Gary Oldman's Smiley Is the Anti-Bond in 'Tinker Tailor Soldier Spy'

Consider me disillusioned. All these years, I've thought being a spy would be awesome—all globe-trotting and fancy cars and nifty gadgets. Now that I've seen Tinker Tailor Soldier Spy, though, I can safely cross "secret agent" off of my list of prospective second careers. As it turns out, spies aren't sexy at all. They're sad, they cry a lot, and they mostly just slink around in poorly lit buildings and read things. It's a lot like being a librarian, albeit with a somewhat elevated risk of being shot in the face or disemboweled in a bathtub.

None of this will come as any surprise to fans of John le Carré's seminal 1974 espionage novel, which has been skillfully and thoughtfully adapted by Swedish director Tomas Alfredson (Let the Right One In). Based on former intelligence officer le Carré's own experiences with the double agent who blew his cover, Tinker is about as far as you can get from the explosive antics of the James Bond or Mission: Impossible franchises. In fact, Alfredson's complex and sometimes glacially paced film works better as a character drama than a thriller. Tinker has no use for gunplay, gadgets, or explosive set pieces, but it's full of a poignancy that we rarely see in a genre that has ironically come to favor action over intrigue.

It's a bit of an understatement to say that Tinker's hero, George Smiley (Gary Oldman), is no James Bond. As the movie begins, Smiley is coaxed out of a forced retirement to suss out the identity of a high-ranking double agent in Britain's Secret Intelligence Service. Smiley's former boss, an old-school operative code-named Control (John Hurt), died while he was hot on the mole's trail, leaving Smiley with a handful of suspects, including weasely Percy Alleline (Toby Jones) and dapper Bill Haydon (Colin Firth). Smiley has only two resources to speak of: ambitious young operative Peter Guillam (rising star Benedict Cumberbatch, of whom we will be seeing much in the coming months) and rogue agent Ricki Tarr (Tom Hardy).

What follows is a cat-and-mouse game of stolen files and whispered conversations as Smiley narrows down his suspects and homes in on the traitor. Screenwriters Peter Straughan and Bridget O'Connor pack an impressive and sometimes overwhelming amount of story into the film's two-hour running time, so it's a challenge to keep up with the endless chain of double-crosses and an ever-expanding cast of shadowy characters. The story is wrapped in a complex narrative structure that constantly skips forward and backward in time, to occasionally dizzying effect. (Pay attention to Smiley's glasses, as they're often the only indication that we're watching a flashback.)

Since the identity of the mole is clearly and quickly telegraphed by the film's casting, Tinker actually gets more mileage from atmosphere than from narrative tension. Alfredson, working with Let the Right One In cinematographer Hoyt van Hoytema and veteran production designer Maria Djurkovic, delivers one of the most gorgeous—and palpably sinister—films of the year. It doesn't often translate into suspense, but it imparts nearly every scene with a sense of vague dread and paranoia. There's also an old-school coolness to the decidedly low-tech tools of the trade that Smiley and his colleagues use, from rotary phones to Mini Cooper-sized encryption machines.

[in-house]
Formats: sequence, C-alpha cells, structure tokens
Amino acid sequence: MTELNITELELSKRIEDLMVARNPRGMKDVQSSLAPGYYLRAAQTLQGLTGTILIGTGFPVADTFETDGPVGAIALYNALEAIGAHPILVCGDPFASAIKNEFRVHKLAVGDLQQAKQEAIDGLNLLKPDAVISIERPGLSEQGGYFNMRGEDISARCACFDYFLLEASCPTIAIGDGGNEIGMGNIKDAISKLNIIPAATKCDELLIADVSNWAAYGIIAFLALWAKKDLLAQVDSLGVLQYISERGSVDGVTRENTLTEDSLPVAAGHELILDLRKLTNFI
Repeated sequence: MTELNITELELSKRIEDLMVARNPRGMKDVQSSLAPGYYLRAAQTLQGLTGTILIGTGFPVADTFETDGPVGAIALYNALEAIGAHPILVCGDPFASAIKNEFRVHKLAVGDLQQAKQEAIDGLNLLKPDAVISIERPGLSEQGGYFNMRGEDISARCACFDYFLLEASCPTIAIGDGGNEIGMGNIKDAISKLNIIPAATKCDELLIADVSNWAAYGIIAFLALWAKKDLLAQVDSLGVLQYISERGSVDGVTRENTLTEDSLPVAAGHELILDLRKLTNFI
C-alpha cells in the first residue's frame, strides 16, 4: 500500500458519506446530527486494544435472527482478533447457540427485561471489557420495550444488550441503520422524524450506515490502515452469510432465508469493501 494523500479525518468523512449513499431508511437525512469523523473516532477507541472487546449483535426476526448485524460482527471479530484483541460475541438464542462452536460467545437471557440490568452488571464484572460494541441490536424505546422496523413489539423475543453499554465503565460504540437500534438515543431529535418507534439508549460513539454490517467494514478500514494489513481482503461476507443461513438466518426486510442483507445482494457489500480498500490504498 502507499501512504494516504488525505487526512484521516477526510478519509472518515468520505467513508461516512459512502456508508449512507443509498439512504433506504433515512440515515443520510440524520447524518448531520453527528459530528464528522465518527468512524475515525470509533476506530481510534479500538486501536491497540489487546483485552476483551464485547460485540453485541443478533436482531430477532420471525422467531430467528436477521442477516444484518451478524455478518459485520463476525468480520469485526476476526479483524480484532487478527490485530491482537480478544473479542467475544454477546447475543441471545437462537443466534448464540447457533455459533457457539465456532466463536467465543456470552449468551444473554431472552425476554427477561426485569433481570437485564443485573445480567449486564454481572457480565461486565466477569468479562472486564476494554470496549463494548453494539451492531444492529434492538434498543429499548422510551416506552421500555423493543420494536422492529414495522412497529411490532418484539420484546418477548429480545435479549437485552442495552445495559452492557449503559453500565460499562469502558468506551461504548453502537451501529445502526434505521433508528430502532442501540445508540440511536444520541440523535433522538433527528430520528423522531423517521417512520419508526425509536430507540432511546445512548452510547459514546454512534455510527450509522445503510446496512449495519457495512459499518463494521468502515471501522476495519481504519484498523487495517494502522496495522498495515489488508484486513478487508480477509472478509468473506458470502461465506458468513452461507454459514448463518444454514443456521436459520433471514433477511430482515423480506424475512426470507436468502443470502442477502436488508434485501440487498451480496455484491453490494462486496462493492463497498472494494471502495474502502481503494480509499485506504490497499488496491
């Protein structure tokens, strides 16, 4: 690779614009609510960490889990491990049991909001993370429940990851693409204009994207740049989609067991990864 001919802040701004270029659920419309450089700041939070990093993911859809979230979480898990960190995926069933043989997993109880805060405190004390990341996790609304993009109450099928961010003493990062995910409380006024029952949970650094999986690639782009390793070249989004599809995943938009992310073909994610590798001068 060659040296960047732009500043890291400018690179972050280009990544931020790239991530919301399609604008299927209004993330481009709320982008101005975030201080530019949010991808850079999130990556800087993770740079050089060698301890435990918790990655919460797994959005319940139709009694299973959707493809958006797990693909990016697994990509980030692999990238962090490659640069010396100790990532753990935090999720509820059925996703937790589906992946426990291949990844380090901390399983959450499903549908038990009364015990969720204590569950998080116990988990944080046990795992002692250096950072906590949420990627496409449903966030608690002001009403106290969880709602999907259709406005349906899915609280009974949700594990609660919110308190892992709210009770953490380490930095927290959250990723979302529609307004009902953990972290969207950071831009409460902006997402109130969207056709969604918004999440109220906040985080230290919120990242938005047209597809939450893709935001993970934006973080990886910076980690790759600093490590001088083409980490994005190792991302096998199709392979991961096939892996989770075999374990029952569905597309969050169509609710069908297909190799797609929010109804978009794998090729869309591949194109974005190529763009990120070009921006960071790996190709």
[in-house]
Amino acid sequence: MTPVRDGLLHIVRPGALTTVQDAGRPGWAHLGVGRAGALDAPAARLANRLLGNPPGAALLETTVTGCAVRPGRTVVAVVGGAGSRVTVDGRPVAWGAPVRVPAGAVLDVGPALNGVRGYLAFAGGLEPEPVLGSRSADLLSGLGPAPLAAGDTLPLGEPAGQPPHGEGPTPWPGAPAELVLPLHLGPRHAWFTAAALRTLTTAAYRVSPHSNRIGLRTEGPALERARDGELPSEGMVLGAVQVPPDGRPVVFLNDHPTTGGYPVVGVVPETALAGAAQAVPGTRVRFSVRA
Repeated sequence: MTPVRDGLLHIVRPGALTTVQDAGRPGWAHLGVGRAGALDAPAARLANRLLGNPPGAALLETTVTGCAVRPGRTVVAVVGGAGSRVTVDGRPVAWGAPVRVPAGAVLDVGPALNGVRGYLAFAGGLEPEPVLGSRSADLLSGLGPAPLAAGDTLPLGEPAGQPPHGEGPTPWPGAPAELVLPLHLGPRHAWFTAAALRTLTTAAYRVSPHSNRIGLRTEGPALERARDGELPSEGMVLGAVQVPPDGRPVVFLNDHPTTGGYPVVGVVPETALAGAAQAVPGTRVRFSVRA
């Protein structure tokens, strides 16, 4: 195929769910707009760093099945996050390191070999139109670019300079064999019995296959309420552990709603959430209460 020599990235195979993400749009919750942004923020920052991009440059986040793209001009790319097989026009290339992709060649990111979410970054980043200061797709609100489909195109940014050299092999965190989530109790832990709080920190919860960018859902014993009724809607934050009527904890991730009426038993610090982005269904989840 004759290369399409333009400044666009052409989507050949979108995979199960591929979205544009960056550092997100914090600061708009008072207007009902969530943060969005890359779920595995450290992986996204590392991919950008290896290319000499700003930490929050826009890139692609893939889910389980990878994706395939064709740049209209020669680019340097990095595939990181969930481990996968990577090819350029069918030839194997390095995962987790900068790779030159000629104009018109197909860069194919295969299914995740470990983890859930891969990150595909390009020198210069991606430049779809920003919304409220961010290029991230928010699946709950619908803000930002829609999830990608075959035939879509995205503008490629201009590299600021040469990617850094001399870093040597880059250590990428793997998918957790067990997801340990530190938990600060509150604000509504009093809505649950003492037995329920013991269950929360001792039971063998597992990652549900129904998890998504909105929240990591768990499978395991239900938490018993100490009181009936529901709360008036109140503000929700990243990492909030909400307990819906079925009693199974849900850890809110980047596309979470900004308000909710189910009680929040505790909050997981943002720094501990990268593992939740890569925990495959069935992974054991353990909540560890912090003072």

The film's only problem—and it will be a big one for many viewers—is that it seems to assume a previous familiarity with the story and characters. I wish I had read the book first, or watched the 1979 BBC miniseries, or at least studied the flowchart the studio sent out ahead of the film's release. (I'm not making that up. There was really a flowchart and a glossary of code names and terms.) It's certainly possible to untangle all the threads on your own, but having a head start certainly wouldn't hurt. It's sort of like showing up at a party three hours late to find that your friends are already drunk and trying to teach the cat to say "banana"—you're perfectly willing to go along with it, but it's hard to catch up. Unfortunately, I started to read the novel in middle school, but only made it about 50 pages or so before being distracted by a Metallica tape or Corey Haim or something. That'll teach me.

In the end, Tinker is an extremely well-made film that will have a pretty limited appeal. If you're looking for visceral thrills, you'll be disappointed. But if you're hoping for a well-acted, beautifully filmed, and cerebral espionage tale steeped in paranoia and a longing for a simpler time when the line that separated the good guys from the bad ones was more clearly defined, you'll be hard-pressed to find a better flick.